Sunday, 23 May 2021

730 things — Day 73 of 365

 Minimalism teaches me, because it gives me space to think.

In recent days I've been mentally re-visiting the whole vexed issue of packaging. I am totally in admiration of those who practice a zero-waste lifestyle, and it's something I haven't properly given the energy and attention it deserves in my own life.

The problem is that packaging is so bound up with the consumerist muddle of over-production in which modern life is (by commercial design) enmeshed. It's so ubiquitous that it feels too difficult to disengage. I think the way forward might be to take one category at a time.

So I've been thinking about washing myself and my clothes.

When I wash my clothes, I generally chuck them in the washing machine. I used to use laundry liquid, but now I use this stuff, leaves of compacted soap powder that require minimal packaging. So that's a good start. I'll carry on with that for when I wash my bed sheets. 

But in with my machine-load, I add fabric conditioner, which comes in a sturdy great bottle. I'm going to stop that. 

And I'm going to change what I do with washing clothes. One of the many benefits of a minimalist wardrobe is that you just wear the same few things, so the lack of variety reduces the amount of laundry you generate. Every two or three days I have a few items to wash. I can wash them by hand in the sink, using the same soap I wash my hands with, that comes from the wholefood co-op in no packaging at all. Instead of fabric conditioner I can just add a few drops of essential oil to the final rinse.

When the weather is problematic for line-drying (ie when it's raining), I'll either wait a day or two until the rain clears up, or squeeze out the wet clothes and roll-and-wring them in my towel — that's as good as spinning them in the washing machine. 

This strategy will eliminate one area of packaging from my life.

Another steady source of packaging is washing my hair. I wash it with liquid shampoo followed by conditioner, both of which come in bottles designed to last thousands of years. I've tried shampoo bars before, and the problem I have with those is that they leave my hair a bit hay-like. So I gave up on them. But I'm going to change my strategy to cultivate zero-waste hair. I'm going to keep my hair so short that I don't care if it is like hay. In fact, people with short hair buy spray wax to make their hair go back to being like hay after they've carefully washed and conditioned it into silky softness. So I reckon if I keep it very short and wash it with a shampoo bar I can get rid of a) shampoo packaging, b) conditioner at all, complete with its packaging and c) products to re-hay my softened hair, plus their packaging.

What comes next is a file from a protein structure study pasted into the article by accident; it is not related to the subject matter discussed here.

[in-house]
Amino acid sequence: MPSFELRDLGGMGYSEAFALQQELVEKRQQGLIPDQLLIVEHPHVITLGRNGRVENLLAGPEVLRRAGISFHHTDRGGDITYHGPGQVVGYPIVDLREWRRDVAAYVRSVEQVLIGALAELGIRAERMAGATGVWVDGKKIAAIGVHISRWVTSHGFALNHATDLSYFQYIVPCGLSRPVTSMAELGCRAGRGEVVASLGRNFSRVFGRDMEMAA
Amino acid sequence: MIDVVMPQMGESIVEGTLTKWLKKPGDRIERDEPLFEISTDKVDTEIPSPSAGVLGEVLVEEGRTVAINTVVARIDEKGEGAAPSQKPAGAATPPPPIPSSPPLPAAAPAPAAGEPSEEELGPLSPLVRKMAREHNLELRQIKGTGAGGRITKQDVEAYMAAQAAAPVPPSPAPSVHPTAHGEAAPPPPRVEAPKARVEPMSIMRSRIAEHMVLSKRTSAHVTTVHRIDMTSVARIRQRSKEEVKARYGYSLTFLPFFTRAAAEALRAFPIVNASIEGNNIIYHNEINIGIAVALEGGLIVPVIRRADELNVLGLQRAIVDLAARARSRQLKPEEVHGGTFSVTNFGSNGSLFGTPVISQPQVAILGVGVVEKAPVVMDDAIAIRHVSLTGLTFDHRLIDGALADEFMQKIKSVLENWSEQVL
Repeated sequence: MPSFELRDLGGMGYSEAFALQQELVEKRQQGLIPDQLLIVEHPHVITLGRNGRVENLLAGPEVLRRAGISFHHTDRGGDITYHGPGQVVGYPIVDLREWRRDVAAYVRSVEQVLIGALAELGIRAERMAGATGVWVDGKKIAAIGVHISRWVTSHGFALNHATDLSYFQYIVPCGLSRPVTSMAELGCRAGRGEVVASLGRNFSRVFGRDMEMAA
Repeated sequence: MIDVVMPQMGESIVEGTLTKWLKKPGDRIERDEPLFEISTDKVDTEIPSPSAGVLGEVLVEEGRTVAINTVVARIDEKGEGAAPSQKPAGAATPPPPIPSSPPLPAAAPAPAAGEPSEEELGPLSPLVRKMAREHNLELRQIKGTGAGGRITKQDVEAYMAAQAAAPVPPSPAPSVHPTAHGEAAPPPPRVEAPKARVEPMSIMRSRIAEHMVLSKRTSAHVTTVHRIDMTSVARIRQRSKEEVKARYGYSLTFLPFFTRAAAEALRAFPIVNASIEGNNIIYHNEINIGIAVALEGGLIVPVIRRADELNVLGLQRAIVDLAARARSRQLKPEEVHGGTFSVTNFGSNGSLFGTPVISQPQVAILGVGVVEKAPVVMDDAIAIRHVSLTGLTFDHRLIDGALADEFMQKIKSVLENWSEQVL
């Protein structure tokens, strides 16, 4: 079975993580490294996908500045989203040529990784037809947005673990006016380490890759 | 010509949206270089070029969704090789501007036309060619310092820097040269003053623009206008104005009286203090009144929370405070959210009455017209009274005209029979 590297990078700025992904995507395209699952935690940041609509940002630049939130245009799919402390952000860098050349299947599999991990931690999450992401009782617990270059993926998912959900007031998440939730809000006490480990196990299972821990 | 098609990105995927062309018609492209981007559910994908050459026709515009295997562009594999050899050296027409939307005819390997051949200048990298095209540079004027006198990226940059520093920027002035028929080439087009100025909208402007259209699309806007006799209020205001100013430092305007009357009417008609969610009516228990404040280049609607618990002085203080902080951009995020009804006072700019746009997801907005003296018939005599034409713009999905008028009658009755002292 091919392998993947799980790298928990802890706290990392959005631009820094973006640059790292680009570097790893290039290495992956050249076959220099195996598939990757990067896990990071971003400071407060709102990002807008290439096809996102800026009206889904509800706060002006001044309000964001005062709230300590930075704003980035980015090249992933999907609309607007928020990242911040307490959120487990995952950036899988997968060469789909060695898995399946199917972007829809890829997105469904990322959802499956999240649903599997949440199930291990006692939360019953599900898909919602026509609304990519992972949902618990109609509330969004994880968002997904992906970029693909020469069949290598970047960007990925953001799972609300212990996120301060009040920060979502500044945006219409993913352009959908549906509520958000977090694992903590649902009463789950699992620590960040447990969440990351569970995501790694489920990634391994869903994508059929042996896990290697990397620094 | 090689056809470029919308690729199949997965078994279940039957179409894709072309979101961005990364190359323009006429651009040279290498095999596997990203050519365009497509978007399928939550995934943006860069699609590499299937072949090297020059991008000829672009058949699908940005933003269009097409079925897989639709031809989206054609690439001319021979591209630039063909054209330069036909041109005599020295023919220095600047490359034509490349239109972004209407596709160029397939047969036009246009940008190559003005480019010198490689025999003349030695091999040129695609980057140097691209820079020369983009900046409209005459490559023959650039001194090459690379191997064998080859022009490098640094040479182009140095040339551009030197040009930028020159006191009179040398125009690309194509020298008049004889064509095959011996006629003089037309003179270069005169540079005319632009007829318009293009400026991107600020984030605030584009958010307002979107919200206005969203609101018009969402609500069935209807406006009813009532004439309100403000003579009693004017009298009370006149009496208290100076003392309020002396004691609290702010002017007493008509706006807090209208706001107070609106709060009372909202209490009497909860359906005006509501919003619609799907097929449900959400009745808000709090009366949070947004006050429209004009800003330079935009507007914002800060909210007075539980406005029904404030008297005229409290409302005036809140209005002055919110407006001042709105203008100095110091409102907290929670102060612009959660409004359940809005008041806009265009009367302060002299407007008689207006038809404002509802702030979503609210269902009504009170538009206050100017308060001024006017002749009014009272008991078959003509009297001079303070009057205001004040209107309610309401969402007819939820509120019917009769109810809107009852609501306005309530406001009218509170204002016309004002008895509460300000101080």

I'm going to try it and see how I get on. This morning I washed my clothes in hand soap and added essential oils to the rinse and they're hanging on the line. I've said goodbye to my empty shampoo bottle and started a shampoo bar today. This feels like progress.

Today's things to go are two very nice bras. 

They are the kind I like — no wires or fastenings, not tight, just stretchy stuff and you put them on like a crop top, and they're very cheap. But these particular ones didn't work out. They came in a set of three. I liked them and wore one a few times but they weren't really a good fit, and having worn one I couldn't return the set. So while one was still in as-new condition after laundering,  and these two were only tried on, I sent them to the charity shop.


Anonymous said...

This is a similar journey to me. I wear mostly dark colours or black and realised early that there is a straight choice between keeping them clean or keeping their colour, and using anything which didn't actually get them clean was the most wasteful thing. So I've settled on using small amounts of supermarket brand biological washing powder and my clothes go on for years. Modern gentle washing machines mean conditioner is unnecessary and I have found non-bio or liquids or any other variation does not get things clean and is most wasteful. I did try one of those ball things but only then discovered they don't work!

Pen Wilcock said...

Oh, yes, we've tried the balls too, and also soap nuts, and wouldn't bother again. We've also had trouble with ecological washing powder — it clogs up in our drain into a fat berg that has to be scooped out by hand — usually in winter, of course, when the cold further clags it together.

Anonymous said...

I use white vinegar as a fabric softener. Not only does it soften clothes and stops fabric conditioner blockages in the drainage system, it cleans the tubes in the washing machine.
And no, our clothes don't smell like fish 'n' chips!! ;)

Pen Wilcock said...

Excellent tip — yes, I've used vinegar to soften fabric, and found it really good. It's great for any new fabric items that have dressing incorporated making them stiff. Back in the day when I wore saris, I'd wash any new sari several times with a vinegar rinse at the end to soften it. As you said, highly effective. I like the fragrance essential oils add, too.